AAMGI provides acute and chronic pain management services in hospitals, clinics, and surgery centers throughout the northern San Francisco Bay Area.
Acute Pain Management
Acute pain is the normal, predicted physiologic reaction associated with surgery or procedure. Your anesthesiologist will use the best technique and option, and frequently, a combination of techniques and options, for treating pain associated with your surgery or procedure both during and immediately after the procedure. These techniques and options may include general anesthesia, regional blocks, sedation and/or oral medication.
When you do not need to stay overnight in the hospital after a procedure or diagnostic test, the surgery is referred to as ambulatory surgery or outpatient surgery. Ambulatory anesthesia is designed to meet the needs of ambulatory surgery, so that you may go home soon after your operation. Specialized anesthesia techniques and short-acting anesthesia drugs combine to make the experience safe and pleasant.If you are in generally good health, ambulatory surgery may be a cost effective, convenient option for you. Your anesthesiologist will carefully evaluate your health and history to determine if ambulatory anesthesia is right for you. He or she will interview you to gather information, either by phone or during your visit to the facility. You may be asked to undergo laboratory tests, and provide information about allergies and other medical conditions. Feel free to discuss questions and concerns with your anesthesiologist at this time.
Anesthesia for Total Knee Replacement
Our anesthesiologists use anesthesia techniques described below which have been developed and specifically tailored for a total knee replacement. Our goal is to provide you with a safe and comfortable experience. We tailor the anesthesia specifically for you. In general, your anesthesia for this surgical procedure will likely consist of three main parts:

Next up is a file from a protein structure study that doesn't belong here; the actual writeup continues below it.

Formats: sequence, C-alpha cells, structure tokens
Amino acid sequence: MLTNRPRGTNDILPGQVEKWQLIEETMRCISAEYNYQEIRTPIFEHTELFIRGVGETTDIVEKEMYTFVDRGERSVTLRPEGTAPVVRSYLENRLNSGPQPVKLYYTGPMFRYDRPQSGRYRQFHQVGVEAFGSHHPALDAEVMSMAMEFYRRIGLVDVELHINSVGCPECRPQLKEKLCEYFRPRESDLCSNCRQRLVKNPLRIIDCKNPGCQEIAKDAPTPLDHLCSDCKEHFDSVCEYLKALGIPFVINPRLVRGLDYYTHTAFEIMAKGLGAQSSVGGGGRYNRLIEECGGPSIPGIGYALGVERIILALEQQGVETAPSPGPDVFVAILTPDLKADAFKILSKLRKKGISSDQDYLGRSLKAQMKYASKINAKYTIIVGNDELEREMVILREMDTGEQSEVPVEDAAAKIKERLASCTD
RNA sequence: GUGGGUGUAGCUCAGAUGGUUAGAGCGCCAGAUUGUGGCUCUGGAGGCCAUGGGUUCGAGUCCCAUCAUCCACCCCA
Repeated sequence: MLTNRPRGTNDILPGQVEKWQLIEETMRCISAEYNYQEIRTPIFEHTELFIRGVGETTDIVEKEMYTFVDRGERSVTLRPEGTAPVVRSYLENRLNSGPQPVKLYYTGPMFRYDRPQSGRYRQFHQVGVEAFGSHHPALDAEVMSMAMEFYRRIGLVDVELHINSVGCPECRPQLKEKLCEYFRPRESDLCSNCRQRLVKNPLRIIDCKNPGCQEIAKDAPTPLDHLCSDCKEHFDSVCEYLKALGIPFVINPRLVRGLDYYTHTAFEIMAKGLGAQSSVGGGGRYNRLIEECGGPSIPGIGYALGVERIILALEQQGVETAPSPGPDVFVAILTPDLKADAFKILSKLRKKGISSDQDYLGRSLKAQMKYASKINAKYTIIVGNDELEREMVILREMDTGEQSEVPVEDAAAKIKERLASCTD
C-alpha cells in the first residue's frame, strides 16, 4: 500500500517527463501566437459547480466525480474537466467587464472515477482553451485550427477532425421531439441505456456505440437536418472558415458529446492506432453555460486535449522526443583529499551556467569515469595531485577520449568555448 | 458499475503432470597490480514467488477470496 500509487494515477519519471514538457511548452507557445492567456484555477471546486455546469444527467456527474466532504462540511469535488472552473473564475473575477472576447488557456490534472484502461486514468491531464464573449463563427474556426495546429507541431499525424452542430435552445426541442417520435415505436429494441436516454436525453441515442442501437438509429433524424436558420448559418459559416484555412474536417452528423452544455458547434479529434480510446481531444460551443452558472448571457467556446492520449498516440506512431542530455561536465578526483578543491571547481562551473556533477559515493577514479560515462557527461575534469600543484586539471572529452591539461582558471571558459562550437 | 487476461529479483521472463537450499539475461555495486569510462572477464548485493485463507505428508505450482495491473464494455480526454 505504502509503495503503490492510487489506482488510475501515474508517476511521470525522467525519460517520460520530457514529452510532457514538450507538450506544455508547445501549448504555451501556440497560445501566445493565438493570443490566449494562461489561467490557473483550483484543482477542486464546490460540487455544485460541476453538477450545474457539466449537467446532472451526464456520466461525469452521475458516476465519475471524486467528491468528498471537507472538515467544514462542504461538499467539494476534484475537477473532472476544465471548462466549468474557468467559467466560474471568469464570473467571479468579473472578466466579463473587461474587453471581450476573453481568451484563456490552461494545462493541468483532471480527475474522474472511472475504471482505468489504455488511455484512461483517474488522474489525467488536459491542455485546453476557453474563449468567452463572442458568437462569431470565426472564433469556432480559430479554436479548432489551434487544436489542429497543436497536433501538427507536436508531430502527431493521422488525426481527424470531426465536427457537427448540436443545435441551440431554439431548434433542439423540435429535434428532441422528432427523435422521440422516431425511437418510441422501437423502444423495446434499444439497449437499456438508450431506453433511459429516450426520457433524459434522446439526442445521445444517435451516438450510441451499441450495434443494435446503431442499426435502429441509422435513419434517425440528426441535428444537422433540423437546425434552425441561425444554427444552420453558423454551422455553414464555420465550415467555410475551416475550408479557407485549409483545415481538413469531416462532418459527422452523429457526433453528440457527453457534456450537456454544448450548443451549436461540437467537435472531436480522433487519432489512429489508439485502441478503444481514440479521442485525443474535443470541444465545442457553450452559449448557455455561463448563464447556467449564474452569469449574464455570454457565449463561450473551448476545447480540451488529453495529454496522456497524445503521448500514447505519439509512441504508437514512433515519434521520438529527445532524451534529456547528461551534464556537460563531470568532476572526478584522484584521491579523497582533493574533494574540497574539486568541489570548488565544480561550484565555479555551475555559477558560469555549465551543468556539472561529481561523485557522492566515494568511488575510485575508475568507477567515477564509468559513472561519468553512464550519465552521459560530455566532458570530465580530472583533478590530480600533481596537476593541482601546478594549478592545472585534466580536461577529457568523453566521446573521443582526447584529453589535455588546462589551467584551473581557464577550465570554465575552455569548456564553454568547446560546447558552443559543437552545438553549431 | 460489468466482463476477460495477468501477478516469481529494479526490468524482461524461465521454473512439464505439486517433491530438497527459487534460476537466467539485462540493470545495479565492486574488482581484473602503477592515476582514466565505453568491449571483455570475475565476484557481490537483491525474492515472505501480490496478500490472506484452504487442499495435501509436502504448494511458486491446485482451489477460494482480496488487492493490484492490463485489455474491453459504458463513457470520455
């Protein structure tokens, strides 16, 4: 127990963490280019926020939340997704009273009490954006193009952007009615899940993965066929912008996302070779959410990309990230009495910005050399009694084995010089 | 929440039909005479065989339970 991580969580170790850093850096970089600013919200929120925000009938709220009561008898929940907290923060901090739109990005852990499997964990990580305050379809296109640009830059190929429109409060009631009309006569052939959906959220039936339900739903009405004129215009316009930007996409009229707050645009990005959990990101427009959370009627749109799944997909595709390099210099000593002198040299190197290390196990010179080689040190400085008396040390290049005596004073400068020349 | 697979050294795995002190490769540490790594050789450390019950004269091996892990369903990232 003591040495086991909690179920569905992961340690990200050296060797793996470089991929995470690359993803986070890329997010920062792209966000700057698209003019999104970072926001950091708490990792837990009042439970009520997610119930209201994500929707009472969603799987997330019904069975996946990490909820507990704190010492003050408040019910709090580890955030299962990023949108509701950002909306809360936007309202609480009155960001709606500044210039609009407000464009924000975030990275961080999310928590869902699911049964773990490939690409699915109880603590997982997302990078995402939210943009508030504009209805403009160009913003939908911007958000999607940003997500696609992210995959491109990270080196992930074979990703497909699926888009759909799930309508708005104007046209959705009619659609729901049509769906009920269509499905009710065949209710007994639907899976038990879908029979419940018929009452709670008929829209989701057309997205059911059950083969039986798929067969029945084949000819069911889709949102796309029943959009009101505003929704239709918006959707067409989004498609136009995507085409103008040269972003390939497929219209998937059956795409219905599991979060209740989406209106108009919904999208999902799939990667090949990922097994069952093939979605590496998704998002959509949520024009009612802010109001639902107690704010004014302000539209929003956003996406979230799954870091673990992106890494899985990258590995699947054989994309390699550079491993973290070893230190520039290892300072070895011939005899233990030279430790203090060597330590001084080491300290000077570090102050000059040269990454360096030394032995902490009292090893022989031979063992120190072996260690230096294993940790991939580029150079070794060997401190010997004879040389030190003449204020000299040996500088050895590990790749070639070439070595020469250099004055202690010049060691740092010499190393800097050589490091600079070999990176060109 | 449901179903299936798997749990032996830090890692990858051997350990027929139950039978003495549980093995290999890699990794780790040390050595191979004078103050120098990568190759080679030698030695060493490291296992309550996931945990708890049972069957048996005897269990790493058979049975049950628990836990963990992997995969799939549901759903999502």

- Regional Anesthesia – please see our section on regional anesthesia for more details. With very few exceptions, we and your surgeon both recommend some form of regional anesthesia. Your anesthesiologist will discuss the details with you before your surgery, but typically the regional anesthesia procedure will take place prior to your entering the operating room. Depending on your surgeon, your anesthesiologist, and you, the regional technique will either consist of a single injection of numbing medication, or placement of a nerve catheter. The goal of the regional anesthesia is to maximize your comfort, and minimize your pain both during and after the procedure.
- Once the regional anesthesia has been placed, you will be brought back to the operating room where your anesthesiologists may offer you some relaxation medication in preparation for the spinal anesthesia. The spinal anesthesia involves using a hair-sized needle to provide a single injection of numbing medication to your lower back, which will numb both of your legs. This allows for further comfort and further reduction in pain both during and after your procedure. Because your body is now comfortable, the amount of anesthesia that your anesthesiologist will use to keep you relaxed is significantly less. This usually results in less of the bothersome side effects commonly associated with anesthesia, such as nausea, drowsiness, and lethargy.
- Most people prefer to sleep during the procedure, and your anesthesiologist can give you medications to help you stay comfortable. Many people describe pleasant dreams from this part of the anesthesia.
Your anesthesiologist will remain with you for the duration of your procedure. Following the procedure, your anesthesiologist will accompany you to the recovery area, where you will be monitored closely. This is the period where you will continue to awaken, and hopefully the tailored anesthesia has left you pain free and nausea free, but we will be there to address any pain or nausea you may have.
If you’ve had a nerve catheter placed, your anesthesiologist will prescribe the appropriate medication to be delivered over the next couple of days to help minimize your discomfort.
Within AAMGI we have a team of anesthesiologists dedicated to the preoperative, intraoperative, and postoperative care of patients undergoing heart surgery. These individuals have specialized training including fellowships, certifications and continuing education in advanced manipulations of physiology, applications of pharmacology, resuscitative techniques and advanced monitoring in cardiac anesthesia. They work closely with the cardiac surgeons and cardiologists to provide anesthesia for all types of cardiac procedures including minimally invasive cardiac surgery, thoracic aortic surgery, bypass surgery and complicated electrophysiologic cardiology procedures.